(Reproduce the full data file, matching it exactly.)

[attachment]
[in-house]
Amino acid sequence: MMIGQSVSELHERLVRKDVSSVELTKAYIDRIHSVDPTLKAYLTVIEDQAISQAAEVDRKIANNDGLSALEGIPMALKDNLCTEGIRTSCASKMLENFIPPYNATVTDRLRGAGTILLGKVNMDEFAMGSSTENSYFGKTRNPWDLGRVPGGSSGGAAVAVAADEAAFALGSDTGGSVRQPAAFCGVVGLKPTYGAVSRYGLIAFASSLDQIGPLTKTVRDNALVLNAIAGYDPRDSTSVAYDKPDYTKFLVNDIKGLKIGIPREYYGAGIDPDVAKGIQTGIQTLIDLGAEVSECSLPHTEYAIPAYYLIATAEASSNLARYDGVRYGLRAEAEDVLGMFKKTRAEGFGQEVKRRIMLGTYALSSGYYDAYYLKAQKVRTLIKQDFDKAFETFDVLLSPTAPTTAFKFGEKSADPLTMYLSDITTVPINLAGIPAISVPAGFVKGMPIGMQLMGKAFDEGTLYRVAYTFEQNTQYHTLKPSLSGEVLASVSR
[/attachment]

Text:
[in-house]
Amino acid sequence: MMIGQSVSELHERLVRKDVSSVELTKAYIDRIHSVDPTLKAYLTVIEDQAISQAAEVDRKIANNDGLSALEGIPMALKDNLCTEGIRTSCASKMLENFIPPYNATVTDRLRGAGTILLGKVNMDEFAMGSSTENSYFGKTRNPWDLGRVPGGSSGGAAVAVAADEAAFALGSDTGGSVRQPAAFCGVVGLKPTYGAVSRYGLIAFASSLDQIGPLTKTVRDNALVLNAIAGYDPRDSTSVAYDKPDYTKFLVNDIKGLKIGIPREYYGAGIDPDVAKGIQTGIQTLIDLGAEVSECSLPHTEYAIPAYYLIATAEASSNLARYDGVRYGLRAEAEDVLGMFKKTRAEGFGQEVKRRIMLGTYALSSGYYDAYYLKAQKVRTLIKQDFDKAFETFDVLLSPTAPTTAFKFGEKSADPLTMYLSDITTVPINLAGIPAISVPAGFVKGMPIGMQLMGKAFDEGTLYRVAYTFEQNTQYHTLKPSLSGEVLASVSR